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Stepping Stones Chapter 7

I. Nine Steps in Planning Classroom Units
- Consider the Significance and Relevance of a Topic
- Brainstorm Ideas
- Formulate Unit Focus
a. Thematic Statement
b. Guiding Questions
c. Intended Learning Outcomes (ILOs)
- Design, balance, and sequence learning activities
- Review linkages with standards or curriculum guide, adding or revising
learning activities accordingly.
- Plan a schedule
- Select ressources
- Plan students assessment
- Review the effectiveness of the Unit
II. Adapting Units for Your Classroom

- Unit is a portion of the curriculum that focuses on the particular theme. The theme could
center on the topic and its concepts.
- The students should experience integrated and subject-focused curriculum if the teacher
plans the unit to be integrated. An integral unit is:
a. Has integral unity, means the teacher you direct all thought and activity toward a
unifying theme.
b. Has external consistency, means the teacher explicitly intends to attain some of the
overall aims of the school with applicable goals of subject discipline(s).
c. Included meaningful aspects of reality that are related to the main discipline focus
- Nine Steps in Planning Classroom Units
a. Consider the Significance and Relevance of a Topic. A topic has to be suitable for a
particular grade level.
b. Brainstorm Ideas.
- Make a Web: begin by making a web diagram of the concepts and subtopics of
the theme. To show relationship among relevant ideas and topics.
- Workout your worldview
- Consider which aspects of reality are part of the topic and issues (unit focus, key
values, skills, activities in the appropriate cells.
c. Formulate Unit Focus
- Thematic Statement: describe overall goals.
1. Basic values, dispositions, and commitment that you want to foster.
2. Enduring understandings (help students make sense of what they have
learned and enable them to explain, interpret, and apply the key concepts) ,
major concepts, and key skills that you want students to acquire.
- Guiding Questions, should engage the learners (questions at the students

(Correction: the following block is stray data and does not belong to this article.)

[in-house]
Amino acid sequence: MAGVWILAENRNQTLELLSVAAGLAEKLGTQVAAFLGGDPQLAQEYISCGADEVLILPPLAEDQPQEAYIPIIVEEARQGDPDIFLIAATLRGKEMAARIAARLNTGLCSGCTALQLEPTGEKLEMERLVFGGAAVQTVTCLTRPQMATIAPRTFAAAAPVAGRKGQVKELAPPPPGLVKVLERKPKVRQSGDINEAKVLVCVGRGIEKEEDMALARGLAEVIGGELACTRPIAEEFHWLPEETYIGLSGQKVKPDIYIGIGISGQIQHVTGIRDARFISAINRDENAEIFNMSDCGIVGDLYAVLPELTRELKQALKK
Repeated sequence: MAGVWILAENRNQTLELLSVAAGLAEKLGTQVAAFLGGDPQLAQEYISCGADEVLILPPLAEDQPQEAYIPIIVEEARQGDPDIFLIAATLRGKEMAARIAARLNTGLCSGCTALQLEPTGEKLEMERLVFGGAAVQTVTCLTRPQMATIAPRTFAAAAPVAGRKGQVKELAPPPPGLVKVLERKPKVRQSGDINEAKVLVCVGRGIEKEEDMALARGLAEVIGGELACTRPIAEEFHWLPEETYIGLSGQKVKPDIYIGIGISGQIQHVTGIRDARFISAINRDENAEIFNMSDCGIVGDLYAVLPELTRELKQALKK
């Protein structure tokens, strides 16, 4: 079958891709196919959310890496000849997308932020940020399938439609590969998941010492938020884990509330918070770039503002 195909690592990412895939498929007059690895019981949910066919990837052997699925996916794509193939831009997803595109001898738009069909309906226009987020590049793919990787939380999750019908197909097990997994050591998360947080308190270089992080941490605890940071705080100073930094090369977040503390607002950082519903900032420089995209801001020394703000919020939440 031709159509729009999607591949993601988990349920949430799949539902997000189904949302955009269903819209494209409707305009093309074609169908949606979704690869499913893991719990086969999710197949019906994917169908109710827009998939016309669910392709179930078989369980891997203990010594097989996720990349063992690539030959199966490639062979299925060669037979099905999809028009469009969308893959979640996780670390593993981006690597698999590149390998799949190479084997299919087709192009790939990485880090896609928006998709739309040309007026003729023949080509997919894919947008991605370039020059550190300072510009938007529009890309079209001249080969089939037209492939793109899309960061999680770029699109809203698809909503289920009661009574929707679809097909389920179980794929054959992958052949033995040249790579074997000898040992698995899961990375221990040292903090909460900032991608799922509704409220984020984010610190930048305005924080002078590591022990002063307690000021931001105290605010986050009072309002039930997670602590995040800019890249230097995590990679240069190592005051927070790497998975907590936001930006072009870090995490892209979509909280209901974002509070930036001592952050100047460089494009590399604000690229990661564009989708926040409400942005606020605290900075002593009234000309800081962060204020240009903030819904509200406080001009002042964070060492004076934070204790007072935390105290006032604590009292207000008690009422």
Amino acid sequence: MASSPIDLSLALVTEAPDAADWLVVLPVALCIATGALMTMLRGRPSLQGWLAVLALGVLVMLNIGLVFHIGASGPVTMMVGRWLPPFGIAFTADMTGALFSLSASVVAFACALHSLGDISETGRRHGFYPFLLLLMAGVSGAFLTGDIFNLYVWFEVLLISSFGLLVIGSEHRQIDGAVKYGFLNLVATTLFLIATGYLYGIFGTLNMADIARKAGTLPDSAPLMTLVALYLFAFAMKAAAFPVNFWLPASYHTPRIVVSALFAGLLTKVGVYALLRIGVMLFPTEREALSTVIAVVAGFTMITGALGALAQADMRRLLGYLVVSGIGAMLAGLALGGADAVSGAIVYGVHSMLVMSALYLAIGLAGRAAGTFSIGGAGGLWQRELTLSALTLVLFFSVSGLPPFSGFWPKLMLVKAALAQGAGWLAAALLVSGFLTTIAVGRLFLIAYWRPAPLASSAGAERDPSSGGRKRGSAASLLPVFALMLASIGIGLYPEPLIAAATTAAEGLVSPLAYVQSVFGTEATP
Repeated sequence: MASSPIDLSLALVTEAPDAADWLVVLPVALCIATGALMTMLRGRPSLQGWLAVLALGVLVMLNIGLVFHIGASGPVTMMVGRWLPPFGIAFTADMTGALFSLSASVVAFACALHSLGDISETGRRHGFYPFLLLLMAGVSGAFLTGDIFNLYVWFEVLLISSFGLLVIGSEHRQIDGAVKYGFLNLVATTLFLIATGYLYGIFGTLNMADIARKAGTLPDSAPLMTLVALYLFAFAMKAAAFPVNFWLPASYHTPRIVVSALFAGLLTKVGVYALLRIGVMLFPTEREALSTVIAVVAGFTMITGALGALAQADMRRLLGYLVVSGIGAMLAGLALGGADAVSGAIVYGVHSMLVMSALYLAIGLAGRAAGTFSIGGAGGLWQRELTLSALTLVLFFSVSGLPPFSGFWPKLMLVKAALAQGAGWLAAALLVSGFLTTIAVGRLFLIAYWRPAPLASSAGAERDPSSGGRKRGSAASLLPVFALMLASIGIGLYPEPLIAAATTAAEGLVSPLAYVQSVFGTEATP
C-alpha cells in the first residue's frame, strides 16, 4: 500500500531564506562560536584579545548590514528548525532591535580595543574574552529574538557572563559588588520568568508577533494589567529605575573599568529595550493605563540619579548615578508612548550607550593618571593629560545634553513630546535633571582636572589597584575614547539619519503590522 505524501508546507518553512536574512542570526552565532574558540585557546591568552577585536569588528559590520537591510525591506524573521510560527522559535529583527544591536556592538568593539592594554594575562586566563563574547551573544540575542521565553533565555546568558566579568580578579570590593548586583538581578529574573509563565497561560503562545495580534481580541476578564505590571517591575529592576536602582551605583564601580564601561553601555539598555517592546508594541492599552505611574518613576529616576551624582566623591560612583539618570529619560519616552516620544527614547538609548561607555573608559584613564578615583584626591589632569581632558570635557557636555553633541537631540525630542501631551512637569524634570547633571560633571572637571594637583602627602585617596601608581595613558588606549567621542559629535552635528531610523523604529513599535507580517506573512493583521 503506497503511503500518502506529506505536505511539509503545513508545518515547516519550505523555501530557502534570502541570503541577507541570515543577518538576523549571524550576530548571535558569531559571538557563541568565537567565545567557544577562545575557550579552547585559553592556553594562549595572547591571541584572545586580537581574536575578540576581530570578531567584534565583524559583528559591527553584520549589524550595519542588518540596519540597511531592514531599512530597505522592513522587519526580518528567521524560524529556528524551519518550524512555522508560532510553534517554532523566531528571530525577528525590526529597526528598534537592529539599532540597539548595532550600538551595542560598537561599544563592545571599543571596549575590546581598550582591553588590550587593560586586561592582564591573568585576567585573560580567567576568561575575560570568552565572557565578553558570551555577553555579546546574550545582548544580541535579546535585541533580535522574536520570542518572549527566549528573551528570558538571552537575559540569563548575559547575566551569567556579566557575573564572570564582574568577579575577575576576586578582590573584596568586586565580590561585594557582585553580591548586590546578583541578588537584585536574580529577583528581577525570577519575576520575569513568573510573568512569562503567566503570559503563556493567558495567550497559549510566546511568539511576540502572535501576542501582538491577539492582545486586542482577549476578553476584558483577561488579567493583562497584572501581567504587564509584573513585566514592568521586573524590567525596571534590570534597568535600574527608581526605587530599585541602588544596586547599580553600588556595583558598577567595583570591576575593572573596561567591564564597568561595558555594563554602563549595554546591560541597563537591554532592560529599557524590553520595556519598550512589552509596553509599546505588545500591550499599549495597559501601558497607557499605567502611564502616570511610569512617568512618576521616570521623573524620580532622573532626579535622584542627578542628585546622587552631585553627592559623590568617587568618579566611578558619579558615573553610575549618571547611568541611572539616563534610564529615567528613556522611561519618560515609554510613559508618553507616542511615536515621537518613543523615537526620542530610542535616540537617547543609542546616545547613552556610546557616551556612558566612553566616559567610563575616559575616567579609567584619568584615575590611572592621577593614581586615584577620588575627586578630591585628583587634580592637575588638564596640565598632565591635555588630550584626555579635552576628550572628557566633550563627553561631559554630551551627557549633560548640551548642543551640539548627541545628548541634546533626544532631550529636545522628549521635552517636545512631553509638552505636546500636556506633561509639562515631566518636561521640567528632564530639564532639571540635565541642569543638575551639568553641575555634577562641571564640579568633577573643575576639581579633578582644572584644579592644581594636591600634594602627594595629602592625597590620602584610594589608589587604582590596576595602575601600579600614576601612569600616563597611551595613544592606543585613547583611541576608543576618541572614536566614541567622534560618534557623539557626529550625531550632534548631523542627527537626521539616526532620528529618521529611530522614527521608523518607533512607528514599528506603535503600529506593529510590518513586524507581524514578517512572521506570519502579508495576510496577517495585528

level, post it in the classroom, and help the students to personalize it).
- Intended Learning outcomes (ILOs)
1. Insist on precise, prespecified standards by which you measure
whether students have attained each outcome.
2. Identify the desired results of classroom learning
3. Reconsider and alter your ILOs as planning progresses. Nevertheless,
if the thematic statement provides the compass direction
4. Help you see and work toward your destination
5. Include ILO to each category
- Content Outcomes: set out the subject matter and concepts that
students need to learn to understand the part of Gods creation
dealt with the unit.
- Ability Outcomes: indicate the abilities and skills students learn
and develop in the unit (problem solving, analyzing and
evaluating issues and situations, literacy and numeracy skills,
psychomotor abilities.
- Value and disposition outcomes: unit's purpose and worth to
affect your students' attitudes and responses, specify what you
hope your students will learn to value and how they will act on
what they learn.
- Expressive- creative Outcomes: Worthwhile learning can take
place during expressive -creative experiences even when you
cannot stipulate or anticipate.
d. Design and Choose Learning Activities
- Ensure that the activities fit the intents of a thematic statement and the
detailed learning outcomes.
- Suit the intended audience and form a balanced unity.
- Ideas to Guide the Learning Activities;
1. Contribute to thematic statement and ILOs
2. Help meaningful learning
3. Include a range of pedagogical strategies
4. Higher level of thinking but attainable level of achievement
5. Culminating activities that review the main themes
6. Resources are available
- The unit ends with one or two concluding activities in which students:
1. Consider a final overview of the unit
2. Give a thoughtful personal response
3. Complete a task that enables the teacher to make a final assessment

e. Incorporate Government Standard

f. Plan a Schedule. Without a planned timeline, units tend to take more time than
you intended.
g. Select Resources.
h. Plan Student Assessment
- Gather the information about the students learning
- Evaluate the effectiveness of your teaching strategies
- Draw conclusion and make decision about future approaches
- Key points to improve the use of assessment:
1. Make assessment an integral part of unit design
2. Emphasize formative assessment and feedback
3. Align the learning outcomes, learning activities, student products, and
assessment strategies.
4. Used varied assessment strategies.
i. Review the Effectiveness of Your Unit Plan
- Adapting Units by determining the framework and direction.
a. Developing unit is time-consuming and thus you design it 2 or 3 per year and
continually develop it.

The chapter that mainly focuses on the unit planning, helped me to think through about
the process making the unit plan itself. I like to prepare things ahead. However, I seldom
check what I have made and it shows ineffectiveness. I could have looked back at it and
review it for the sake of making myself sure with what am I going to tell the students.